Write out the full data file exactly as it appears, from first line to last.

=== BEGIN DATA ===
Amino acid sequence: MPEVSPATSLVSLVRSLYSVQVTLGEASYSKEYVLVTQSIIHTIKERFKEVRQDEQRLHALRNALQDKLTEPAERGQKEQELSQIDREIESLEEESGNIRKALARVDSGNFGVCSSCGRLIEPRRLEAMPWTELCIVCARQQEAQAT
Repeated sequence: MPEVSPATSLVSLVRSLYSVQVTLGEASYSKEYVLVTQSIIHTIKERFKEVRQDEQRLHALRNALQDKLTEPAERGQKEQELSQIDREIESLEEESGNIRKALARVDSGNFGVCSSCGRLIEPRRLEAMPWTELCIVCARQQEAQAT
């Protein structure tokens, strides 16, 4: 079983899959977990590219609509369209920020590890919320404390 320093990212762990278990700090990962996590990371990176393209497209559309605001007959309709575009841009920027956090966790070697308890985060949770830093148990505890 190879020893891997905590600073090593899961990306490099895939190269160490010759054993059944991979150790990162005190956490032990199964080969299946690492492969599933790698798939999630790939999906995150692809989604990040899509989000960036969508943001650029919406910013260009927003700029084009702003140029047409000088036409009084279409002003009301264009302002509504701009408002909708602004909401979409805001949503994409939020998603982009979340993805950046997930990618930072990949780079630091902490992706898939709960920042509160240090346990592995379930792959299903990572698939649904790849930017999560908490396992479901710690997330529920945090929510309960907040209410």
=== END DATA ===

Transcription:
Amino acid sequence: MPEVSPATSLVSLVRSLYSVQVTLGEASYSKEYVLVTQSIIHTIKERFKEVRQDEQRLHALRNALQDKLTEPAERGQKEQELSQIDREIESLEEESGNIRKALARVDSGNFGVCSSCGRLIEPRRLEAMPWTELCIVCARQQEAQAT
Repeated sequence: MPEVSPATSLVSLVRSLYSVQVTLGEASYSKEYVLVTQSIIHTIKERFKEVRQDEQRLHALRNALQDKLTEPAERGQKEQELSQIDREIESLEEESGNIRKALARVDSGNFGVCSSCGRLIEPRRLEAMPWTELCIVCARQQEAQAT
């Protein structure tokens, strides 16, 4: 079983899959977990590219609509369209920020590890919320404390 320093990212762990278990700090990962996590990371990176393209497209559309605001007959309709575009841009920027956090966790070697308890985060949770830093148990505890 190879020893891997905590600073090593899961990306490099895939190269160490010759054993059944991979150790990162005190956490032990199964080969299946690492492969599933790698798939999630790939999906995150692809989604990040899509989000960036969508943001650029919406910013260009927003700029084009702003140029047409000088036409009084279409002003009301264009302002509504701009408002909708602004909401979409805001949503994409939020998603982009979340993805950046997930990618930072990949780079630091902490992706898939709960920042509160240090346990592995379930792959299903990572698939649904790849930017999560908490396992479901710690997330529920945090929510309960907040209410």